The Tiny Timbers Resort Gift Shop aims to deliver a unique experience in every shopping trip.

July 3, 2024

Sometimes all it takes is a tiny little idea to change your life. For Cheryl and Brett McIntosh, a moment in 2016 led to the life-changing decision to purchase roughly 10 acres and build Tiny Timbers Resort in South Fork, Colorado. Surrounded by the San Juan Mountains and more than 2 million acres of national forest known for outdoor recreation, the resort offers a home base for vacationers looking to try on tiny living in cottages that average 170 square feet.

And in the thick of it stands the 1,600-square-foot Tiny Timbers Resort gift shop — a giant of sorts in a village that resembles the mushroom houses from Smurf village. Opened in 2020, the gift shop became the third building to grace the property in addition to the coffee shop and a log cabin.

“I’m more of the business person behind the scenes,” says Cheryl McIntosh. “But the gift shop was the place that I could meet with people … and I’ve had so many great conversations in there. It’s been a neat addition.”
Also in 2020, McIntosh brought in her right-hand woman, Drew Smith, as the operation’s business manager — a position that quickly morphed and has since been renamed resort manager. Together, the duo run the gift shop as well as the coffee shop, the lodging rentals and the newest addition — the spa, which offers facials, manicures, pedicures and massages.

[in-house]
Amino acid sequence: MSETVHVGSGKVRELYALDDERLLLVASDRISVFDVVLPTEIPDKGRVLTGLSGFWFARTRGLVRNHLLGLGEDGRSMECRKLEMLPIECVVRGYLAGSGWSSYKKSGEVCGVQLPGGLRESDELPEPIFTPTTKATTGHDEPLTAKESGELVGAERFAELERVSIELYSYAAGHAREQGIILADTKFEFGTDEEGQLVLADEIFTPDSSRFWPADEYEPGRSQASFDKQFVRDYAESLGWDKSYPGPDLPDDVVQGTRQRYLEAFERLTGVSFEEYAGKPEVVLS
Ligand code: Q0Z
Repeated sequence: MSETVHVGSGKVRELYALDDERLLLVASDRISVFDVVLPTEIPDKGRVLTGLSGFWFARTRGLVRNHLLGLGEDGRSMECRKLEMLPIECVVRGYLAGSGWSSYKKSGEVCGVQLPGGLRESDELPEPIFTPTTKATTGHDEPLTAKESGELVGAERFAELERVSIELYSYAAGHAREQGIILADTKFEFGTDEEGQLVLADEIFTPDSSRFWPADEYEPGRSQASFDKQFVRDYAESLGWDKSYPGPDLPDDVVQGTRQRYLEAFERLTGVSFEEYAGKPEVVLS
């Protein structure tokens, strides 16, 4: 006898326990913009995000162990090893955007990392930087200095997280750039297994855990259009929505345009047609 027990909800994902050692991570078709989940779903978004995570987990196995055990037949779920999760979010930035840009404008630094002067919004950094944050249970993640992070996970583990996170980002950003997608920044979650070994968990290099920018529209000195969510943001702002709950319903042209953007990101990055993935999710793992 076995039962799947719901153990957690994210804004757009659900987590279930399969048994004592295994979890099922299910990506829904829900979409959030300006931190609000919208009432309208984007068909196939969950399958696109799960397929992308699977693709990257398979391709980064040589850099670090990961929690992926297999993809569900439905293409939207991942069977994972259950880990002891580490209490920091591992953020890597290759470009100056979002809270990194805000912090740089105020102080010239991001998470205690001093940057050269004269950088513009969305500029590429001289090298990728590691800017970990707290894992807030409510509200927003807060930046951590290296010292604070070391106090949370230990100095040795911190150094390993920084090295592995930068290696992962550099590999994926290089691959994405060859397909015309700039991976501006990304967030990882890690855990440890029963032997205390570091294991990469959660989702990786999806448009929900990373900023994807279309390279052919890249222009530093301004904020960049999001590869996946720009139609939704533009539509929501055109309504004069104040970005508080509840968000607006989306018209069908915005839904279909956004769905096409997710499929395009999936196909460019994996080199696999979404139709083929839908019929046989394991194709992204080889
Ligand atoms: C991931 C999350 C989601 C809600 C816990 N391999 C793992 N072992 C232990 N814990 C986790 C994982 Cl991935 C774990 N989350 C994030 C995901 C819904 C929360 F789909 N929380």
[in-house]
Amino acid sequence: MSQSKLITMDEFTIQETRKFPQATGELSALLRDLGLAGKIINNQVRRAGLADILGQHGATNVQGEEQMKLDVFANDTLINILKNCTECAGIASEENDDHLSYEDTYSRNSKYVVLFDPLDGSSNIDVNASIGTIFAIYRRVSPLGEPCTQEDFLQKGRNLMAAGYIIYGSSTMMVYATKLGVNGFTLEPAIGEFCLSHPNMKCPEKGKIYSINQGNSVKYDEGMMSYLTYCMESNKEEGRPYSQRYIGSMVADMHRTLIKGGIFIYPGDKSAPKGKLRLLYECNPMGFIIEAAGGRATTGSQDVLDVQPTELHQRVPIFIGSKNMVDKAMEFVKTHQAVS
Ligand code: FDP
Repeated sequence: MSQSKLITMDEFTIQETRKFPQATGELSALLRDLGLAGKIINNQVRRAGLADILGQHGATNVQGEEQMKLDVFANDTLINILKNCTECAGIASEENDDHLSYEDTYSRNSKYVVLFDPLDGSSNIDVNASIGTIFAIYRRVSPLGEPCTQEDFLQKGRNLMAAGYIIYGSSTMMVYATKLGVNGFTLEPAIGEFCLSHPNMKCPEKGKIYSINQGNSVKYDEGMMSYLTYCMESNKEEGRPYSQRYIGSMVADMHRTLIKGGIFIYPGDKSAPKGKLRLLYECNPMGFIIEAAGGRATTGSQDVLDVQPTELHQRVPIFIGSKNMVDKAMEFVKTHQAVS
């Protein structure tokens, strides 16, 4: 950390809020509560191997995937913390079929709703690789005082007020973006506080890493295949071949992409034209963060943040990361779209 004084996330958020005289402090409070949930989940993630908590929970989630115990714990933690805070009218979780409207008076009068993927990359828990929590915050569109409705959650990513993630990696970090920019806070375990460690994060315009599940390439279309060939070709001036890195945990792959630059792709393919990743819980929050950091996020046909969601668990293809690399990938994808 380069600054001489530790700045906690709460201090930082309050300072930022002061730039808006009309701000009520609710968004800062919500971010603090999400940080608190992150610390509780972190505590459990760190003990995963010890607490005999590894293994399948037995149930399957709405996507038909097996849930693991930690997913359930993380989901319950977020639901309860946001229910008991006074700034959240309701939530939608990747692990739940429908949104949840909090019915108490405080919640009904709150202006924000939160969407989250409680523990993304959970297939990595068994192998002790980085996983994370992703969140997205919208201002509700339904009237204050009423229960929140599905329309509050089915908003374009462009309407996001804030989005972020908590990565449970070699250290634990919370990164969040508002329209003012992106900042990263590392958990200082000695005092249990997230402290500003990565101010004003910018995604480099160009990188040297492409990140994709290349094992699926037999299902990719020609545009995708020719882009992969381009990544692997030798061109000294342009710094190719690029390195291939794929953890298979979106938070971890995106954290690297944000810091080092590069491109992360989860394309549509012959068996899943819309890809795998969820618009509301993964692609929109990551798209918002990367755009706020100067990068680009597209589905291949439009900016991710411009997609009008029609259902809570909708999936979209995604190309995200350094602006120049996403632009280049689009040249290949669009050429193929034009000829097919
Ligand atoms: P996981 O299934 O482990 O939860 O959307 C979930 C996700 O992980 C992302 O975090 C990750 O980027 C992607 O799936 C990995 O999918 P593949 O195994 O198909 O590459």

“It’s been harder than I ever imagined, but more fulfilling than I ever imagined,” McIntosh notes. “What a journey it’s been, but we’re thrilled and it’s finally getting fun.”

From the ground up

The journey to build Tiny Timbers began in 2016 during a hypothetical Fourth of July conversation between the husband and wife about the desire to build a business in South Fork.

Customers love Tiny Timbers’ custom design mugs, patches and other name-dropped souvenirs.
Photos: Justin Treptow

“That was a Sunday,” McIntosh recalls. “Monday, we found the place. Saturday, we were walking it. By the next Saturday, we were under contract.”

After walking miles around the property and jumping through lots of hoops for approvals of every kind, the McIntoshes began their first project remodeling an on-site cabin that was built in 1933. With the coffee shop building already on-site, four tiny rental homes were added to the front of the property. Three larger, 800-square-foot cabins that were affectionately dubbed tiny-home mansions followed later.